Rep. Al GreenAlexander (Al) N. GreenThe Hill's Coronavirus Report: Miami mayor worries about suicide and domestic violence rise; Trump-governor debate intensifies Overnight Energy: Iconic national parks close over coronavirus concerns | New EPA order limits telework post-pandemic | Lawmakers urge help for oil and gas workers Bipartisan lawmakers urge assistance for oil and gas workers MORE (D-Texas) is threatening again to force another House floor vote on impeachment. And Rep. Rashida TlaibRashida Harbi TlaibOvernight Defense: Pentagon memo warns pandemic could go until summer 2021 | Watchdog finds Taliban violence is high despite US deal | Progressive Dems demand defense cuts Progressives demand defense budget cuts amid coronavirus pandemic Overnight Energy: 600K clean energy jobs lost during pandemic, report finds | Democrats target diseases spread by wildlife | Energy Dept. to buy 1M barrels of oil MORE (D-Mich.), a progressive freshman who has proposed legislation requiring the Judiciary Committee to begin examining potentially impeachable offenses, said interest in her resolution has spiked in the last week.

“For me, the Mueller letter to Barr, that is confirmation that Attorney General Barr works for Trump, not the country,” she said. “This is more and more looking like a cover-up, right?”

Putting even more pressure on Democratic leaders, some presidential primary contenders are advocating for impeachment, particularly if the administration continues to refuse requests for information from the investigative committees. Joe BidenJoe BidenTrump retweets personal attacks on Clinton, Pelosi, Abrams Biden swipes at Trump: 'Presidency is about a lot more than tweeting from your golf cart' How will COVID-19 affect the Hispanic vote come November? MORE, the former vice president and now front-runner in the primary race, joined that chorus last week.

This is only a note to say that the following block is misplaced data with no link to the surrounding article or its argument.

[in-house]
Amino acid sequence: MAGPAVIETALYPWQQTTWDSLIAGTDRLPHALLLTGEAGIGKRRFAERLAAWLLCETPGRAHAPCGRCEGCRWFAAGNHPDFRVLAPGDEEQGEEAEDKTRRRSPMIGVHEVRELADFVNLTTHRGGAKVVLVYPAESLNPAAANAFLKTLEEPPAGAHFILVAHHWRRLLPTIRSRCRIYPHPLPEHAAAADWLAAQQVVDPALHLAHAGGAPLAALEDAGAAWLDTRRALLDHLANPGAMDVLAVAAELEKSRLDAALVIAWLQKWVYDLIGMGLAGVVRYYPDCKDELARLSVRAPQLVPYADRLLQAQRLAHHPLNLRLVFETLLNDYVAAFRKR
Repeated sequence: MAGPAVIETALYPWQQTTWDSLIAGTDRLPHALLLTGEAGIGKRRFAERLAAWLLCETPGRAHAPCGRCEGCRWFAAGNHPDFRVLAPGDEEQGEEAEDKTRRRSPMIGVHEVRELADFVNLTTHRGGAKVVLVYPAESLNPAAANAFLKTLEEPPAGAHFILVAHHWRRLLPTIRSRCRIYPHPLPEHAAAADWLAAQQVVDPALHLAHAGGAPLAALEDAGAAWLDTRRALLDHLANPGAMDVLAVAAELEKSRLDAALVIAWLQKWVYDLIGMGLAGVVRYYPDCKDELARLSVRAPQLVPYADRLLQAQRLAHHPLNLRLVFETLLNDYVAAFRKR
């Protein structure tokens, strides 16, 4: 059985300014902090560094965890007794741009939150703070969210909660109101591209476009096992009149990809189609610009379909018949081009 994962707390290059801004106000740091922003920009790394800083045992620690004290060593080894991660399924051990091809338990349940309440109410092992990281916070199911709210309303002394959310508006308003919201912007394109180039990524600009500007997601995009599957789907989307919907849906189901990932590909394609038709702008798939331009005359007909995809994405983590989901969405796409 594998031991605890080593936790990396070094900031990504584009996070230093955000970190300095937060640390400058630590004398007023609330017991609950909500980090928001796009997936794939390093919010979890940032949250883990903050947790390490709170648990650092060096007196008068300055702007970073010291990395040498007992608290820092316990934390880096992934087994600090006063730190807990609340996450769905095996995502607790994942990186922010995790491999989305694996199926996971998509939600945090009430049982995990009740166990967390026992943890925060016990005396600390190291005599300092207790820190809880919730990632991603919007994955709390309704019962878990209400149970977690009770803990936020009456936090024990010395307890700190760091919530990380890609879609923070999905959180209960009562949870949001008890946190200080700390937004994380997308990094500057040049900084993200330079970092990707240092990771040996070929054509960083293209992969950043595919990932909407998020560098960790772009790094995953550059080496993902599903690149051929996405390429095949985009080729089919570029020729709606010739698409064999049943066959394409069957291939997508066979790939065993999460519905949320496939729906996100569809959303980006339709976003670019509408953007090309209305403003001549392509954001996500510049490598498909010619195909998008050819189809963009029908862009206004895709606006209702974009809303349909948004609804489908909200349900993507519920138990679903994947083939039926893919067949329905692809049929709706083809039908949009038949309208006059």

Few Democrats on Capitol Hill are sounding that alarm, however, weighing lesser legal options to gather documents and compel witness testimony, including Nadler’s recent threat to hold Barr in contempt of Congress.

“There's a process that's involved here,” Pelosi said Thursday. “The committee will act upon how we will proceed.”

Even Democrats who already support impeachment say the investigations effectively serve a similar purpose.

“In terms of the immediate next steps, I think functionally all the same things I would want to see in an impeachment inquiry are already under way,” said Rep. Jared HuffmanJared William HuffmanOvernight Energy: Biden campaign says he would revoke Keystone XL permit | EPA emails reveal talks between Trump officials, chemical group before 2017 settlement | Tensions emerge on Natural Resources panel over virtual meetings Tensions emerge on Natural Resources panel over virtual meetings Overnight Energy: Oil companies get .9B in tax benefits under stimulus | Green groups wish Dems went bigger with relief bill | Lawmaker says national park reopening measures 'wholly insufficient' MORE (D-Calif.). “Speaker Pelosi is making it clear that she's not pulling any punches on President Trump. She's not giving him any passes. We're going to hold him accountable.”

Whatever route the Democrats choose, they’re insistent that the Republicans’ pressure campaign will play no role whatsoever.

“If they want to impeach the president, they should go ahead and introduce the articles,” Raskin said. “As for us, we'll take our actions on our own schedule and on our own volition.”